Katz fits snugly into his self-described role as an “emotionally needy joke writer” for the Clinton administration, though readers get all 40 of his years in this memoir.
Clinton was in the market for what Katz had to sell: self-deprecating humor, the idea being that if you step in it, it's better to join in the merriment than to be laughed at. Of course, the president gave his gagman lots of good raw material. But Katz’s favorite topic is himself, so he starts at the beginning, with his years as the grade-school clown, and gets off some good lines when he moves on to college (“Once an East Coast epicenter of 1960s social activism . . . the Cornell I attended was a petri dish for Yuppie scum”) and post-grad studies (“Law school was the Vietnam of my generation, a quagmire where promising young lives were needlessly wasted or damaged forever”). Biding his time as Daniel Moynihan's gofer, Katz gets a crack of writing humor material for Michael Dukakis—can't say he doesn't like a challenge—and here he tenders some of his better stuff, from “Hi, I'm Mike Dukakis. And these are my eyebrows” on the low side to “Some people say I am arrogant, but I know better” on the high. Katz is looking for a job soon enough, but school chum George Stephanopoulos rescues him from ad copywriting. What follows mostly explains (in considerable detail) how he arrived at the jokes Clinton slung at the Gridiron Dinner or the Correspondents’ Dinner. For good measures, Katz throws in scenes of jousting with nemesis Al Franken and bares his self-doubts: “Writing these semantic jokes that were narrowly construed to fortify falsehoods, had I finally turned into a goddamn lawyer?” All of which begs the question: Who was paying this guy's salary?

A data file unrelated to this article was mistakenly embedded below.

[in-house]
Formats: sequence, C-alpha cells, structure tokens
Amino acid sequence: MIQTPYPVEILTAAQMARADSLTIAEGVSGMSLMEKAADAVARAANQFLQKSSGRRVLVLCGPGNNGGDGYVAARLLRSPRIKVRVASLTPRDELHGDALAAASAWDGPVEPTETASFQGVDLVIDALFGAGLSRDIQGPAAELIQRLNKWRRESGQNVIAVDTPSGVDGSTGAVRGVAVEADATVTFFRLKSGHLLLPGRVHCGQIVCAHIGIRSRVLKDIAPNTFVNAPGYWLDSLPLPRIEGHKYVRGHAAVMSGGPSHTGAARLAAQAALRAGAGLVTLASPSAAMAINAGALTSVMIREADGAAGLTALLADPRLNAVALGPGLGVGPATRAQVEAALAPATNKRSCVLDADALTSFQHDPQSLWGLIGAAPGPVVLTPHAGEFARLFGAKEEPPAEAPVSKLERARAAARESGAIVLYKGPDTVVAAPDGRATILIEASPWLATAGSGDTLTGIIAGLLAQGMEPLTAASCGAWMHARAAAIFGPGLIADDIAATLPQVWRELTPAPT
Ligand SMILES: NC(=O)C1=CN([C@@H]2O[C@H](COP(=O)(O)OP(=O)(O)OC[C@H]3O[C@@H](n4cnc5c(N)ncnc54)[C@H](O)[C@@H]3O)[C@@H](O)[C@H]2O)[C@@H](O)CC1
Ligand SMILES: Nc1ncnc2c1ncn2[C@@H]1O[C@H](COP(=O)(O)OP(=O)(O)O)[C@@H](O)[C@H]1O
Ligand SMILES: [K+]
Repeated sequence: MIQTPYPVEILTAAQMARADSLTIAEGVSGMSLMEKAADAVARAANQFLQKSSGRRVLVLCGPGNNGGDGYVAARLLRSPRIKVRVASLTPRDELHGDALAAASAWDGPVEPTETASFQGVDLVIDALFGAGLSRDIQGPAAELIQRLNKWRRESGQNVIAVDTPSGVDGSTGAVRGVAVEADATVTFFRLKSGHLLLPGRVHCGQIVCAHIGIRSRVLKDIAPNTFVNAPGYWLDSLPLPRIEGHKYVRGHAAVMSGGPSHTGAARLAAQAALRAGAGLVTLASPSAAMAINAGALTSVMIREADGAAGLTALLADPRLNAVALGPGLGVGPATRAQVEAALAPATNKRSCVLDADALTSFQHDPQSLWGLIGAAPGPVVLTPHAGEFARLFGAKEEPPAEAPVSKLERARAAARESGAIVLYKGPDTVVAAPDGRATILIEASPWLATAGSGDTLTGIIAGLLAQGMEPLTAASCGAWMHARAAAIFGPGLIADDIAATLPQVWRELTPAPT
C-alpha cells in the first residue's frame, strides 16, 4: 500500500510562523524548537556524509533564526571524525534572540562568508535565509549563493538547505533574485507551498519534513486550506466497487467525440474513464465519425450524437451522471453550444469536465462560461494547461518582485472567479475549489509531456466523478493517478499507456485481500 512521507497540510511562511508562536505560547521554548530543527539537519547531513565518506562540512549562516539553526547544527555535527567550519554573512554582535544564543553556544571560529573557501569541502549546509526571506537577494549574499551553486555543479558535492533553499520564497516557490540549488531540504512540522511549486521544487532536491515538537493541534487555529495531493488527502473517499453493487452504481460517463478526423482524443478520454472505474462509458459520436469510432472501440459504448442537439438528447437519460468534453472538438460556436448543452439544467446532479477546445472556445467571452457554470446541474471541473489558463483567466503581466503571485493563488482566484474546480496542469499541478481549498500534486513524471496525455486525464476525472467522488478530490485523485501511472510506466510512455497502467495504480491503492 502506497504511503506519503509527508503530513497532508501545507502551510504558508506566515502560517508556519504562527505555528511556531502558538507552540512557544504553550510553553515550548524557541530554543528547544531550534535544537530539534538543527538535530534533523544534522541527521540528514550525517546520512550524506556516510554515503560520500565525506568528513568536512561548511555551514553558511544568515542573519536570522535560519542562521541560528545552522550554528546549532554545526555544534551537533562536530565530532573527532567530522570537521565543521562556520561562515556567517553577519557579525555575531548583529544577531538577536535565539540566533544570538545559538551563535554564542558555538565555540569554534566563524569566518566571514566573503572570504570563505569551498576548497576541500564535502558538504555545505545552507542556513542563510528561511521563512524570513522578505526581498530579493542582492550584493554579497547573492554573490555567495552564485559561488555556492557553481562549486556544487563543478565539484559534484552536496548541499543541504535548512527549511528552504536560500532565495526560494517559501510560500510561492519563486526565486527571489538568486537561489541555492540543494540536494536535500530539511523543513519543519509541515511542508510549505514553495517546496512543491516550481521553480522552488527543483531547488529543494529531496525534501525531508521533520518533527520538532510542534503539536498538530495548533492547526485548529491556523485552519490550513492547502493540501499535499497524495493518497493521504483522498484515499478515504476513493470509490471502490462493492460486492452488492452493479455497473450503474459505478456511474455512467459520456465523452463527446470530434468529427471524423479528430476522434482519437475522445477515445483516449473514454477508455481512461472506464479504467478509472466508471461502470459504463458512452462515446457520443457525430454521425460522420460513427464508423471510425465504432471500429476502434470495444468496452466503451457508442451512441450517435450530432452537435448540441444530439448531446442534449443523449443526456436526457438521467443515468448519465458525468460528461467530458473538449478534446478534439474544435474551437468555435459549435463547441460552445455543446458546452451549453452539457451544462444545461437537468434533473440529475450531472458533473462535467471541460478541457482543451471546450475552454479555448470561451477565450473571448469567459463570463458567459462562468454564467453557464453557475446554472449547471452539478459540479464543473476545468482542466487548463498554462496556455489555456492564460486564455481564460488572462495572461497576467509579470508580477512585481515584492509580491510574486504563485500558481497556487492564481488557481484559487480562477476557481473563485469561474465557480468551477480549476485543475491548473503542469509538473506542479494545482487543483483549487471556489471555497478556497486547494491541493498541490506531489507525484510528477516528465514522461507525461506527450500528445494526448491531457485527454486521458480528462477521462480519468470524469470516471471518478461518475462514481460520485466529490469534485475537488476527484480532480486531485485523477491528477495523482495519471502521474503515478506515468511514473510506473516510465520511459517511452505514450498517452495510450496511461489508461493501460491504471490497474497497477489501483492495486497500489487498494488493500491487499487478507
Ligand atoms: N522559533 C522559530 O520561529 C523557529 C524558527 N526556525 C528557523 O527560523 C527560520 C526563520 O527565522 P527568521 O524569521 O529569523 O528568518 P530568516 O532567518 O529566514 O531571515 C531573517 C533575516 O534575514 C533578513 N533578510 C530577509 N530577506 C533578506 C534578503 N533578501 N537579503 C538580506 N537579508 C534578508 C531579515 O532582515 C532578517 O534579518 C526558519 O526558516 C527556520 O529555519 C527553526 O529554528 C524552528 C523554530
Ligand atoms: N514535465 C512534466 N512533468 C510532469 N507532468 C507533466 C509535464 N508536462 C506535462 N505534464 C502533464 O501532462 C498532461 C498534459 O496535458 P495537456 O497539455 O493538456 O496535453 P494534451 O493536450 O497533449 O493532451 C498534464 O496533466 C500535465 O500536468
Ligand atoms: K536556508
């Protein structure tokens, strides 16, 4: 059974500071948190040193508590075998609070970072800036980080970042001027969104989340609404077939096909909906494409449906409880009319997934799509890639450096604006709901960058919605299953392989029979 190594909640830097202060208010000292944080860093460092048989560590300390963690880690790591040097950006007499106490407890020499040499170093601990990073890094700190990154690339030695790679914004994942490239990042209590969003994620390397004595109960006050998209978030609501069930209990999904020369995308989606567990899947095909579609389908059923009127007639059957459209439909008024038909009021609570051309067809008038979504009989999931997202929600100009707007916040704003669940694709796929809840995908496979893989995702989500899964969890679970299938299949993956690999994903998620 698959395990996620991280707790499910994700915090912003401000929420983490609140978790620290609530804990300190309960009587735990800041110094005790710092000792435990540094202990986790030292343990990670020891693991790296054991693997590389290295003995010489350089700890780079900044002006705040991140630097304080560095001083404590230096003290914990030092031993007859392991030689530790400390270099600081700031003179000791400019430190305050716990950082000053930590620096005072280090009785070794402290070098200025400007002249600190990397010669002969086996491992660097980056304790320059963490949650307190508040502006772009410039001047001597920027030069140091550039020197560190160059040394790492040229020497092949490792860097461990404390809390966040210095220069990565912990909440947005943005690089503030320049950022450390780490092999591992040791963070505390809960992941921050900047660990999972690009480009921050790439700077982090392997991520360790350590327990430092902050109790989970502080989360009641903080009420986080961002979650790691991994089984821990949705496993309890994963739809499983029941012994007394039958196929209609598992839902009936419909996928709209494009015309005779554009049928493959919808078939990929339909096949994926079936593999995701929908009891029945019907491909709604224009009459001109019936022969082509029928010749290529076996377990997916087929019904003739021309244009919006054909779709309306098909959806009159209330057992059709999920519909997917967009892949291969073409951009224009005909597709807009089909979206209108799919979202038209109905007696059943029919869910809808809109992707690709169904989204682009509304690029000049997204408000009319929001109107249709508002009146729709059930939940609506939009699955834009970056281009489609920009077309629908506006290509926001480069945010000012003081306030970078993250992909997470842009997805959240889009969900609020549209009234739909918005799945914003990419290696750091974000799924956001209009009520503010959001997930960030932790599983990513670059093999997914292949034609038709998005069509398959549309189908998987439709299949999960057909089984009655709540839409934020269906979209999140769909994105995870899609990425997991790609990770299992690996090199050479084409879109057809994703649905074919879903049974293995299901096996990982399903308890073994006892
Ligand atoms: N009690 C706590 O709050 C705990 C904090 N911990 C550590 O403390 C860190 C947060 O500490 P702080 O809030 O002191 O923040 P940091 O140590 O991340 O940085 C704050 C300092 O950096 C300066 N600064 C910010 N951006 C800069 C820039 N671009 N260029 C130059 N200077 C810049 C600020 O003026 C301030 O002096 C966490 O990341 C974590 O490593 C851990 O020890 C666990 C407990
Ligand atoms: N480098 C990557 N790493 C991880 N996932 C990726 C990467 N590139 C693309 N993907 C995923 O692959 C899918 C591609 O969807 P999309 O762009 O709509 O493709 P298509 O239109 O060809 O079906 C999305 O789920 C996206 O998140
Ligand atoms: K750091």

“Humor writers are funny people who are constantly in the process of convincing the world that they are indispensably funny.” In a nutshell. (b&w illustrations, not seen)